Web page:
(a) To increase his own understanding of God that he might thereby increase the strength of his own belief.
(b) To counter the skeptical arguments of the atheists and agnostics of his time.
(c) To add a sixth demonstration to Saint Thomas Aquinas's "Five Ways," or five proofs of God's existence.
(d) To counter a dangerous heresy known as Arianism.
(e) As a form of meditation upon God's nature as "that than which nothing greater can be conceived".

7. The medieval period had symbolic associations for any number of beasts, forming a complex system of semiology (the study of symbols). The lion, for instance, had which of the following connotations for the medievals?
(a) It stood for Christ's resurrection, because lions were thought to sleep with their eyes open and resuscitate their stillborn young on the third day.
(b) It was a sign of Judaism, due to its association with the biblical tribe of Judah.
(c) It was a symbol of the Antichrist, trampled underfoot by Christ.
(d) All of the above; medieval semiotics was full of contradictory associations.
(e) None of the above; the lion was not a particularly important symbol for the Christian church of the middle ages.

8. According to the Palmer, the disadvantage of the medieval system of signs (semiology) is which of the following?
(a) It required an authoritative institution to make sense of whole sweep of history in terms of Scripture and Christ's salvific act.
(b) The requirement that everything be subordinated to God's working through human history slowed the development of the sciences and led to strange catalogues of supposed omens.
(c) It required deciphering an infinite variety of ambiguous signs in the world, leading to many conflicting interpretations.
(d) The medieval accompanied their understanding of history as subordinate to God's plans with terrifying imagery to keep people on the straight and narrow, feeling that they had to rely on such tactics to instruct the illiterate masses.
(e) All of the above; medieval philosophers and theologians faced many challenges in developing their philosophy, despite the importance of the Catholic Church.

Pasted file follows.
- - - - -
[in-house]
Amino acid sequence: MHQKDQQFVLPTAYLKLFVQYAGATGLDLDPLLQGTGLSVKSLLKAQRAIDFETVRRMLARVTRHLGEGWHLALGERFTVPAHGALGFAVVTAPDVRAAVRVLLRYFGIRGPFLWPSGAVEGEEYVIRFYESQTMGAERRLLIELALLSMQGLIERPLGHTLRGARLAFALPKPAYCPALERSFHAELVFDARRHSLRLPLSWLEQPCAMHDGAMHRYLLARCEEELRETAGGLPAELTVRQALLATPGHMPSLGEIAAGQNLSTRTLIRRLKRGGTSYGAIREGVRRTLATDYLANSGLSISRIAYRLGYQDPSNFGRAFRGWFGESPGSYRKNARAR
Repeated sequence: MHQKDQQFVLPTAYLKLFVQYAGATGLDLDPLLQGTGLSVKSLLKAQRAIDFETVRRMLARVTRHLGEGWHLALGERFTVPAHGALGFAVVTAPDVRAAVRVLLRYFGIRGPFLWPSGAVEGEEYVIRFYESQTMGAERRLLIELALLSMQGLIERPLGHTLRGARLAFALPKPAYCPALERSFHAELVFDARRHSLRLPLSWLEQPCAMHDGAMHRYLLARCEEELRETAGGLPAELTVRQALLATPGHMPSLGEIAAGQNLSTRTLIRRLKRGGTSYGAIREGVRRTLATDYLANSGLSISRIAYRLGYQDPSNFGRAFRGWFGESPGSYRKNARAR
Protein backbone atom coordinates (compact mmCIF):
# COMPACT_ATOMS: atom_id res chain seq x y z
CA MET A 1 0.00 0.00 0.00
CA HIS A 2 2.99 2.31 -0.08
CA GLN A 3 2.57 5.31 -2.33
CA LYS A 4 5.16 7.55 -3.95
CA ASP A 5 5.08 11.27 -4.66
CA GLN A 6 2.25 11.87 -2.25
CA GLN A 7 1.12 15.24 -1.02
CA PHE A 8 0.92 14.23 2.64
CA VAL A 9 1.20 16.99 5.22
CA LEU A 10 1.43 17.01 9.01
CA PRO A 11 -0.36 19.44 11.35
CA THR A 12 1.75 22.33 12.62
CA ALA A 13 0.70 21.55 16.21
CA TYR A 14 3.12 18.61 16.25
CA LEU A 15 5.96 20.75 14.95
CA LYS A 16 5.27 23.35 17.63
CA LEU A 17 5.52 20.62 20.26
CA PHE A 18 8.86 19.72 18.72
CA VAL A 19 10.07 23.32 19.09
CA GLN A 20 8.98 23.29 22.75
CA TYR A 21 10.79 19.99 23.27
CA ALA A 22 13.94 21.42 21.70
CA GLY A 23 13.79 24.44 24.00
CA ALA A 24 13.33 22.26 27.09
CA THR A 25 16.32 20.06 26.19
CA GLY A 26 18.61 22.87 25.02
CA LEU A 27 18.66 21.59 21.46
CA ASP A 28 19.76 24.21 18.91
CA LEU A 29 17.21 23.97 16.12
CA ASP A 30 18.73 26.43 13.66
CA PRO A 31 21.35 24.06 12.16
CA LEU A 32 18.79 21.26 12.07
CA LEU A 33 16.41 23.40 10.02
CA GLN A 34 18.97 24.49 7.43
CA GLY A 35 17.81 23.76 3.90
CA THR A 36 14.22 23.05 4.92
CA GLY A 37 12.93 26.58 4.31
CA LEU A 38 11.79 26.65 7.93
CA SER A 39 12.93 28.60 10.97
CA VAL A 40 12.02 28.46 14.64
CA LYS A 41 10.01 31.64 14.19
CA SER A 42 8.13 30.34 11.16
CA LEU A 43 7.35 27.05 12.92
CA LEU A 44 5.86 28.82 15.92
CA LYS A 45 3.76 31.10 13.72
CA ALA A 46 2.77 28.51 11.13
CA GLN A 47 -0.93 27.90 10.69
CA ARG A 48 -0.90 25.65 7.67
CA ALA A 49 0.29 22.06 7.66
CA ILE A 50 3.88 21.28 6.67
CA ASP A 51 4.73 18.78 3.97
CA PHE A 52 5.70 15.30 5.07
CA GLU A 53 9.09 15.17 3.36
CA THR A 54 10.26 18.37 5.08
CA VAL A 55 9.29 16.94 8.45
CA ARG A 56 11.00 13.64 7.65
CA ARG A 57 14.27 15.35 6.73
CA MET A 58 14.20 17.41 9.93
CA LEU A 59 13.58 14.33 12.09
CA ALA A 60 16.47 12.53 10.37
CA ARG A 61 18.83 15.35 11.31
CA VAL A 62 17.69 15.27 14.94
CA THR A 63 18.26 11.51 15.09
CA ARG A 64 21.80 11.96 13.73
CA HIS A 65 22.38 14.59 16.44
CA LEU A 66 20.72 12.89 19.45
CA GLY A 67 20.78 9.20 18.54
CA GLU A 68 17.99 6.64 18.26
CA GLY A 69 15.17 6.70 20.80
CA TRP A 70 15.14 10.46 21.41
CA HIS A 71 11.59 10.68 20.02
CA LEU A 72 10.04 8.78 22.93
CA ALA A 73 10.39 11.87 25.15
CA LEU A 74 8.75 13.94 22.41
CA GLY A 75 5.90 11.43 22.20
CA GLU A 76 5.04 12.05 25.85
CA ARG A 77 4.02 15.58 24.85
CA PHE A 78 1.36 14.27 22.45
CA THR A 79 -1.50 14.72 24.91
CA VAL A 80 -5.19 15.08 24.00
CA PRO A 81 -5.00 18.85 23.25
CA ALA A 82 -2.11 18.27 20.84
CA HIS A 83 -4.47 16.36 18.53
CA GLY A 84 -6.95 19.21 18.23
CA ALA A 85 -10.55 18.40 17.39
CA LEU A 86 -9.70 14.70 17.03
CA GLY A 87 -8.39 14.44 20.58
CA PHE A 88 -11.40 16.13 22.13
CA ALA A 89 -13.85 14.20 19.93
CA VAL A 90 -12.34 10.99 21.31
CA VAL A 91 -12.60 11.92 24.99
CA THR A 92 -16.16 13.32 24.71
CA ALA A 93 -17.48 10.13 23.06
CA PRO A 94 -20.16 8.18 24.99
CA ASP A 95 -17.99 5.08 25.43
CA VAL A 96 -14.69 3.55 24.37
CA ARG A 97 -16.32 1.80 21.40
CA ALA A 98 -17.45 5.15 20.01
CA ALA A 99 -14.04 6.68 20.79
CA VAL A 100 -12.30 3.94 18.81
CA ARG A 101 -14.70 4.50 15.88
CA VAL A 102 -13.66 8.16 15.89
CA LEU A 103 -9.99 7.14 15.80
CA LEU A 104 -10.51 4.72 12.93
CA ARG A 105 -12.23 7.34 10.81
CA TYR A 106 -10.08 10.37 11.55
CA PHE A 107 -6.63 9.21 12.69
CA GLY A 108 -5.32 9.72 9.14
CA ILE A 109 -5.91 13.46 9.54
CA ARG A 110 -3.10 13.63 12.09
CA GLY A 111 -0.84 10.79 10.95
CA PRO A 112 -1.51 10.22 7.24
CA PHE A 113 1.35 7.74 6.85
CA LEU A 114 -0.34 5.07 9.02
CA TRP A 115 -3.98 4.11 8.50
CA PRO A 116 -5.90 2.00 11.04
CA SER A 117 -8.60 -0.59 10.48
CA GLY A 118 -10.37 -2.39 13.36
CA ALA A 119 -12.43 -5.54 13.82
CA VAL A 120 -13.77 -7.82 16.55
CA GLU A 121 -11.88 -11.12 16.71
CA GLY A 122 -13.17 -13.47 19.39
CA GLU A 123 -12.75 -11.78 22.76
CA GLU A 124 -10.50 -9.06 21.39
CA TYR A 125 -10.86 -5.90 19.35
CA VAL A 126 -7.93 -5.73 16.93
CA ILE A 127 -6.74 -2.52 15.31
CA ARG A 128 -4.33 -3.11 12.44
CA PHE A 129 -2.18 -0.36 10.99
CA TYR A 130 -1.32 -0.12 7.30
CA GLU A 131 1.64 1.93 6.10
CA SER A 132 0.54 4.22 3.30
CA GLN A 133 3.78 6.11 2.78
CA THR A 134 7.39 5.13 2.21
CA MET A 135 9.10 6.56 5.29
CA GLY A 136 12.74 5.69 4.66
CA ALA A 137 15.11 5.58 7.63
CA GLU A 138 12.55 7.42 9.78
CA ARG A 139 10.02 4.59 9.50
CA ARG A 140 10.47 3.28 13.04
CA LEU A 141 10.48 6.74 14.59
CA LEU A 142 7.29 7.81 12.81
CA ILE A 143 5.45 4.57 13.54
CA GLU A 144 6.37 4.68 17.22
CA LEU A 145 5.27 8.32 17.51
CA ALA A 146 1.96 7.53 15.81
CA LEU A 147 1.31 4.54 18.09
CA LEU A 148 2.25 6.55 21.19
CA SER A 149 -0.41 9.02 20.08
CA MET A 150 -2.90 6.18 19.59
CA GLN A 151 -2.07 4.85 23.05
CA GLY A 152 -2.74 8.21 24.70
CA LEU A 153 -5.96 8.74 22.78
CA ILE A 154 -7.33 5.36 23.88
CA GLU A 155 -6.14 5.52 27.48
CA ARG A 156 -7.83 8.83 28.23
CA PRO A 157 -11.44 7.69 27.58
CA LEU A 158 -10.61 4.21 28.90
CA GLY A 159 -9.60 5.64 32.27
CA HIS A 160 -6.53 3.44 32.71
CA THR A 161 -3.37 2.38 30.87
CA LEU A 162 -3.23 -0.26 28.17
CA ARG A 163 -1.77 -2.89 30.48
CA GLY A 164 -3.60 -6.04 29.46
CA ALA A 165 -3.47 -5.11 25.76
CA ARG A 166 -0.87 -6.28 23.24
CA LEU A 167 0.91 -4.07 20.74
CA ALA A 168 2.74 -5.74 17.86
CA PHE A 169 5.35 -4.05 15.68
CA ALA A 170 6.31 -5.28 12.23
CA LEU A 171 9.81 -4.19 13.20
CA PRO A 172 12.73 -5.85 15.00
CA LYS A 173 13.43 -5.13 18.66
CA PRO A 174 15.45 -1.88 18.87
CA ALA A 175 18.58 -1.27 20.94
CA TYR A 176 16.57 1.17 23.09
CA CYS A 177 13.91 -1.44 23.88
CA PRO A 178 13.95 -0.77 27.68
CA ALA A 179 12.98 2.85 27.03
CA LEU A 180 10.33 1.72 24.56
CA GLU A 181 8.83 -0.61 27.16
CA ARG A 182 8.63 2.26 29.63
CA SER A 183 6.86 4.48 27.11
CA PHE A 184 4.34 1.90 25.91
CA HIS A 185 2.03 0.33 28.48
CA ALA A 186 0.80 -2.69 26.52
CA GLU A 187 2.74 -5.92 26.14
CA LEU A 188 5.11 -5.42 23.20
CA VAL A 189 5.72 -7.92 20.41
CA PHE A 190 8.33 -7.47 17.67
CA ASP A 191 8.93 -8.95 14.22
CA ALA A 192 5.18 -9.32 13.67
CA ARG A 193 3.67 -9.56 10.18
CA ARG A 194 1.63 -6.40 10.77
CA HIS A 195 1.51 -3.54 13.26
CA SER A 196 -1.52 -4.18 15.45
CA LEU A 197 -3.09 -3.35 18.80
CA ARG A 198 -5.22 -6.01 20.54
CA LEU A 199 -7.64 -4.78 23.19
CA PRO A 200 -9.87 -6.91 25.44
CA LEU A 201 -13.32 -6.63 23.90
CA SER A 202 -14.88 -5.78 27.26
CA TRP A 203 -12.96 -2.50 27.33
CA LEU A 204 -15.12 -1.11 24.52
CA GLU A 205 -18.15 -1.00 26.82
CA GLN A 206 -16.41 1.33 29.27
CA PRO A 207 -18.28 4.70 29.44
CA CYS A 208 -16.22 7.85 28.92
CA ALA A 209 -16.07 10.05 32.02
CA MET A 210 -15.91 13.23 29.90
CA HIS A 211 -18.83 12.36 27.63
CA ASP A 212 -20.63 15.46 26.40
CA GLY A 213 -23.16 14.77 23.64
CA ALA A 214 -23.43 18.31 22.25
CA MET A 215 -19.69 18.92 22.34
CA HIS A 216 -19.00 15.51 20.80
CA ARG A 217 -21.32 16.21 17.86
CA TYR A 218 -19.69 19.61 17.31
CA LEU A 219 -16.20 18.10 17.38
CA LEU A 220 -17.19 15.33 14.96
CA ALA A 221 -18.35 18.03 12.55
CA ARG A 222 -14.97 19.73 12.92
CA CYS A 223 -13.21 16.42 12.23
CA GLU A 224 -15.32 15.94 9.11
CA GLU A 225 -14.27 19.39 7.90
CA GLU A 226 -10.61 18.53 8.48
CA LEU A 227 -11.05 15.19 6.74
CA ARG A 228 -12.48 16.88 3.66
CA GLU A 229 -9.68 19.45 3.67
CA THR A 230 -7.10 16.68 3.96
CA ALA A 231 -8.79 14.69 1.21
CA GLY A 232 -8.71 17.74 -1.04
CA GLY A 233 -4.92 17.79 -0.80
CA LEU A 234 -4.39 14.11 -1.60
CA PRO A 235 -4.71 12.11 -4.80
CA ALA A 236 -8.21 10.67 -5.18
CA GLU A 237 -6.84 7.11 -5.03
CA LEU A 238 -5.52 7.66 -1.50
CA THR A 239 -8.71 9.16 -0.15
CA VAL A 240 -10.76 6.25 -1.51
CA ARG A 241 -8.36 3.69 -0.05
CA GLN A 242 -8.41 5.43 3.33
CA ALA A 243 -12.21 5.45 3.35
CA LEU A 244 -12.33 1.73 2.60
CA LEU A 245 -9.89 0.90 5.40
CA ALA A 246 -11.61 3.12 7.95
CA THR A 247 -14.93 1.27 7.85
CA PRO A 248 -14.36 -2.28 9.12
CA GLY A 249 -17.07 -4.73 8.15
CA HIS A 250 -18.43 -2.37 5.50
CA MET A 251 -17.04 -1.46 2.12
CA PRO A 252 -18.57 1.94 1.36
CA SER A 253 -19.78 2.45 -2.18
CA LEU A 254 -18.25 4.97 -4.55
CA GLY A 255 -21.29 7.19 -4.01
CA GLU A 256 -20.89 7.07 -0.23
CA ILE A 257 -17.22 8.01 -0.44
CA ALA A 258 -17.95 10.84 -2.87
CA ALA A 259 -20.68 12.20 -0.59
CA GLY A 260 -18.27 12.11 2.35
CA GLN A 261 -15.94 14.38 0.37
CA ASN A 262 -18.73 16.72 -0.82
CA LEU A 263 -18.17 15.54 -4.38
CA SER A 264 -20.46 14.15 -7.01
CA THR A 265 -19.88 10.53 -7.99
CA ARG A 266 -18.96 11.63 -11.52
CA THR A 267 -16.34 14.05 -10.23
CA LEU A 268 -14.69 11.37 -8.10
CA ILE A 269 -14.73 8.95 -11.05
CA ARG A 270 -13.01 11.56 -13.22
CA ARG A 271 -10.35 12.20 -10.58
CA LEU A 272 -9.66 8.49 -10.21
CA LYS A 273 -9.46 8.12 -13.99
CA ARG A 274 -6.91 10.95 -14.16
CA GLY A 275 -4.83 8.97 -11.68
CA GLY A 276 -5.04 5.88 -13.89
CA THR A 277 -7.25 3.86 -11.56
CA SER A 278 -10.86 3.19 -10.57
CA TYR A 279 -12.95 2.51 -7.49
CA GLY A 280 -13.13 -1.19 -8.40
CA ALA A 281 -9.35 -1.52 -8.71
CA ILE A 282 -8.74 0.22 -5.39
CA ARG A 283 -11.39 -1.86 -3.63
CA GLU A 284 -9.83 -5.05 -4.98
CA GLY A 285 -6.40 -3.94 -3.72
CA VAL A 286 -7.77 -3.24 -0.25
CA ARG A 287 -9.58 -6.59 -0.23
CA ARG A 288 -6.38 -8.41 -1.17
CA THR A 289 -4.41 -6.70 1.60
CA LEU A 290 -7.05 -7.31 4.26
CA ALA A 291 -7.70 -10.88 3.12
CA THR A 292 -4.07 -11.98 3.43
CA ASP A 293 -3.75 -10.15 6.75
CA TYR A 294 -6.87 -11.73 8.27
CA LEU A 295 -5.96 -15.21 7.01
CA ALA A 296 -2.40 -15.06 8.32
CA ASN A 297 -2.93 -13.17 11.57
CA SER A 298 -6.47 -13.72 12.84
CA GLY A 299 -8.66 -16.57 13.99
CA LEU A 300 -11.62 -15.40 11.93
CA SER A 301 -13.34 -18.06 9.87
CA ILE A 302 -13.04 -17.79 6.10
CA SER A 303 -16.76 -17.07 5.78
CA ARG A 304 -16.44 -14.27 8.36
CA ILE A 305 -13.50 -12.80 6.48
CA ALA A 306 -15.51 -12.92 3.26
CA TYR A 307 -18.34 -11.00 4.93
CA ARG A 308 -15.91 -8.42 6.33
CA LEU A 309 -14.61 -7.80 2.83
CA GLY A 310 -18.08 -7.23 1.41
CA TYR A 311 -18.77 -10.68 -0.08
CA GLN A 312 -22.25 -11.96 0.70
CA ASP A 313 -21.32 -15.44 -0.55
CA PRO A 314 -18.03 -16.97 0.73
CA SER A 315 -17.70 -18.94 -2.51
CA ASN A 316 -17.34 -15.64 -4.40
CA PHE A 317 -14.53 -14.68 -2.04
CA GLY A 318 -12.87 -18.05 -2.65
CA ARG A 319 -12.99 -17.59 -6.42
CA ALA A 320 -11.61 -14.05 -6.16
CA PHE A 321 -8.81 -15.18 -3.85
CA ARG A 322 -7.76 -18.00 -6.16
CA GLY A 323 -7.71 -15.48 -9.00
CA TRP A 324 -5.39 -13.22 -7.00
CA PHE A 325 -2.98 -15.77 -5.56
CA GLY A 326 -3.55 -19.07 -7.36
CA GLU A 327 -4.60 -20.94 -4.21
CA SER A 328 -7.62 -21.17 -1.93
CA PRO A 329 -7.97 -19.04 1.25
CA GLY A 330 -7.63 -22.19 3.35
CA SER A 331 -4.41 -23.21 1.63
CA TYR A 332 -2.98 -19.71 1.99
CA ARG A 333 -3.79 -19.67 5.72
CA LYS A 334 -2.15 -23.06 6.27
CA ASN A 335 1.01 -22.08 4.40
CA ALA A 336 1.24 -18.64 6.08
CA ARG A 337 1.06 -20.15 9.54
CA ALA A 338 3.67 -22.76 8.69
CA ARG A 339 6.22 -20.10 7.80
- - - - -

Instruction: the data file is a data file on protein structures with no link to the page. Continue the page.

9. The medieval concern with the play of signs and symbols has reemerged in the works of recent "postmodern" philosophers like Michel Foucault, Roland Barthes, and Jacques Derrida. Why is this the case?
(a) Postmodern philosophers have recently come into a renewed awareness of the personal, social, and religious value of the intellectual work of interpreting divine revelation.
(b) These philosophers look back longingly on the rich texture of moral and religious meaning that pervades the medieval world-view.
(c) Postmodernists believe that the play of signs in language can only be understood through a careful study of the objective world, what the medievals referred to as the Book of Nature.
(d) These philosophers are concerned with making philosophy more of a social force again, and look to the moral authority of the medieval church as exemplar of providing authoritative interpretations of signs and symbols.
(e) The medieval period's struggle to understand the world as a chaotic and often contradictory play of signs and symbols has become pressing again for these thinkers as their awareness of the lack of an authoritative interpretation of the play of signs has grown.

10. According to the author, the medieval conception of human nature differs sharply from the Greek conceptions in so far as
(a) It was a thoroughly religious conception.
(b) It held that humans could achieve happiness on their own efforts.
(c) It was a generally optimistic doctrine.
(d) It was deeply Platonic in its understanding of the order of being.
(e) All of the above.

11. For the medievals the individual's life mirrors the whole narrative of salvation history.

12. In the Middle Ages many forms of atheism and agnosticism challenged the idea of God, eliciting responses from church theologians.

13. Aquinas borrows the term "efficient cause" from Plato.

14. There is no sense of progress in the medieval conception of salvation history.

15. In medieval thinking, human beings are spiritual entities; the physical body and its world should be despised.

Here are some short answer questions you might consider.

1. What are the internal problems responsible for the Fall of Rome in the fifth century?

2. What are human beings supposed to do in order to be judged favorably on the day of Judgement?

3. Why is Anselm's proof of God's existence called ontological argument?

4. What are main functions of the divine semiology?

When you have finished the quiz, click the "Report" button (below) to send a progess report to the instructor.